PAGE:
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Case report

Be Wary of Hiccups: An Unusual Case of COVID-19


Hiccups, involuntary contraction of the diaphragm and intercostal muscle followed by an abrupt closure of the glottis, are a bothersome symptom that can be caused by a variety of illnesses or medications. Hiccups that persist for more than 48 hours should raise the suspicion of an underlying cause. Pneumonias, especially caused by the novel coronavirus, have rarely been reported to trigger hiccups. To the best of our knowledge, we present the first case in sub-Saharan Africa of a patient presenting to our institution with persistent hiccups and no other objective signs suggestive of underlying pneumonia. His high-resolution CT was suggestive of coronavirus disease 2019 (COVID-19) and a polymerase chain reaction (PCR) test confirmed the diagnosis. Our case highlights the need for a thorough history and physical examination in patients presenting with hiccups and the need to include COVID-19 in the differential diagnosis in such patients.


Persistent hiccups can be a bothersome symptom that prompts patients to seek medical care. Most hiccups are self-limiting, but if they continue past 48 hours, an underlying cause should be sought. There have been a handful of case reports of underlying pneumonia triggering the development of hiccups. We present the first case reported in sub-Saharan Africa of a patient presenting with persistent hiccups for seven days and found to have underlying coronavirus disease 2019 (COVID-19) pneumonia. Our case highlights one of the less common manifestations of COVID-19 and the need for a thorough history and physical exam in all patients presenting with hiccups especially during the ongoing pandemic.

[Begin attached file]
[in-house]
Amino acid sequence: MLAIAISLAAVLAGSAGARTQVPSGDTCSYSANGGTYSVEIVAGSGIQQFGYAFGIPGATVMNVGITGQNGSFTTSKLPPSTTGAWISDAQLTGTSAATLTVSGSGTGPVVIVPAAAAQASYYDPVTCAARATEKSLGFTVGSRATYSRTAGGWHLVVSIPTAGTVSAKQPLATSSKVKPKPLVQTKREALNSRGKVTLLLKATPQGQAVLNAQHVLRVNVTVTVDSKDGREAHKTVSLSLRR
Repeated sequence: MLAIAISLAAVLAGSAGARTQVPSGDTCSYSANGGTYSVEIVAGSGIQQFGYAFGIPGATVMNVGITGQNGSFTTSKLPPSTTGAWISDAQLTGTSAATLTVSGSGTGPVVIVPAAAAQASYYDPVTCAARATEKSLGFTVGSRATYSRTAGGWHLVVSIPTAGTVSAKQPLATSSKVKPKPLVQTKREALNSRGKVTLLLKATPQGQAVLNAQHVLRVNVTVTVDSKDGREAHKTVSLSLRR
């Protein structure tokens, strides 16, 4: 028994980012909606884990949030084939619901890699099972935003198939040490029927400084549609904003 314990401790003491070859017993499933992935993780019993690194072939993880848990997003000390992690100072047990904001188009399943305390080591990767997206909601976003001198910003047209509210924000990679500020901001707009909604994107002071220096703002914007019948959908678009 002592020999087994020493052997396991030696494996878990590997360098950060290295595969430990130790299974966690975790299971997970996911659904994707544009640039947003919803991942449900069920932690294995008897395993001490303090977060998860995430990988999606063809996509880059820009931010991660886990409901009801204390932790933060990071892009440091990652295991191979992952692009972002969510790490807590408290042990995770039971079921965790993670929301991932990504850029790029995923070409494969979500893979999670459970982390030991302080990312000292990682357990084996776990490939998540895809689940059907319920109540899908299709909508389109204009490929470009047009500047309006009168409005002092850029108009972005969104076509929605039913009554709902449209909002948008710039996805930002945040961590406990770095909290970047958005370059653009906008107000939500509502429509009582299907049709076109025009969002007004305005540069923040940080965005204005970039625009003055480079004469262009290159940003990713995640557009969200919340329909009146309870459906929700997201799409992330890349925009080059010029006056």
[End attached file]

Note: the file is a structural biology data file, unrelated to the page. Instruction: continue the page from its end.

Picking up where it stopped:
Case Presentation

A 65-year-old male with poorly controlled diabetes and hypertension presented to our institution with persistent hiccups for seven days. His symptoms had started abruptly while at home and when home remedies did not work, he chose to seek medical care at our facility. He denied any past surgical procedures but had gained significant weight after retiring a few years ago. He was a local farmer growing corn and beans and denied a history of smoking or alcohol use. He remained compliant with his metformin one gram twice a day and losartan 50 mg once a day but admitted to a poor diet. Apart from the persistent hiccups, he denied shortness of breath, cough, fever, belching, or a history of reflux disease.